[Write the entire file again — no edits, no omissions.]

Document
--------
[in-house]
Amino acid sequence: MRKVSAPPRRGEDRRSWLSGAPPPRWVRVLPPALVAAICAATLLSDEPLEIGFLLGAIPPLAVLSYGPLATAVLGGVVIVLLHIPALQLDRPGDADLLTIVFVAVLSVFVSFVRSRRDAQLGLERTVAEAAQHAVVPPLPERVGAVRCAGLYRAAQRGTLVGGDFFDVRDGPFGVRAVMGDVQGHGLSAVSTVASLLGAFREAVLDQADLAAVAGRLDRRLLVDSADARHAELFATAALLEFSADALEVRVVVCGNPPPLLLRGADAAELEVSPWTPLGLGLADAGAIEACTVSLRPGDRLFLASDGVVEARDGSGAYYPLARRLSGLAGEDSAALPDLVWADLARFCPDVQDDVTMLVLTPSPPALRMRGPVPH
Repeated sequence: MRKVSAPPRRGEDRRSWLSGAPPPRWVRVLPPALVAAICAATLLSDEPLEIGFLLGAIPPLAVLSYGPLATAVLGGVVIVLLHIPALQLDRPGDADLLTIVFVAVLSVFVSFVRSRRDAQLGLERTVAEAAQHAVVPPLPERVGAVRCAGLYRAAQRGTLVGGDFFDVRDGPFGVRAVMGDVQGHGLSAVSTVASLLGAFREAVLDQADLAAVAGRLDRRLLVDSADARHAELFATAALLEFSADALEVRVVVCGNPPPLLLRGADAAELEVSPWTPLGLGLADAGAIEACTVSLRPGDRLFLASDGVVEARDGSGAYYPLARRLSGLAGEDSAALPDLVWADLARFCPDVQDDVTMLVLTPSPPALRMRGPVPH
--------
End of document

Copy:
[in-house]
Amino acid sequence: MRKVSAPPRRGEDRRSWLSGAPPPRWVRVLPPALVAAICAATLLSDEPLEIGFLLGAIPPLAVLSYGPLATAVLGGVVIVLLHIPALQLDRPGDADLLTIVFVAVLSVFVSFVRSRRDAQLGLERTVAEAAQHAVVPPLPERVGAVRCAGLYRAAQRGTLVGGDFFDVRDGPFGVRAVMGDVQGHGLSAVSTVASLLGAFREAVLDQADLAAVAGRLDRRLLVDSADARHAELFATAALLEFSADALEVRVVVCGNPPPLLLRGADAAELEVSPWTPLGLGLADAGAIEACTVSLRPGDRLFLASDGVVEARDGSGAYYPLARRLSGLAGEDSAALPDLVWADLARFCPDVQDDVTMLVLTPSPPALRMRGPVPH
Repeated sequence: MRKVSAPPRRGEDRRSWLSGAPPPRWVRVLPPALVAAICAATLLSDEPLEIGFLLGAIPPLAVLSYGPLATAVLGGVVIVLLHIPALQLDRPGDADLLTIVFVAVLSVFVSFVRSRRDAQLGLERTVAEAAQHAVVPPLPERVGAVRCAGLYRAAQRGTLVGGDFFDVRDGPFGVRAVMGDVQGHGLSAVSTVASLLGAFREAVLDQADLAAVAGRLDRRLLVDSADARHAELFATAALLEFSADALEVRVVVCGNPPPLLLRGADAAELEVSPWTPLGLGLADAGAIEACTVSLRPGDRLFLASDGVVEARDGSGAYYPLARRLSGLAGEDSAALPDLVWADLARFCPDVQDDVTMLVLTPSPPALRMRGPVPH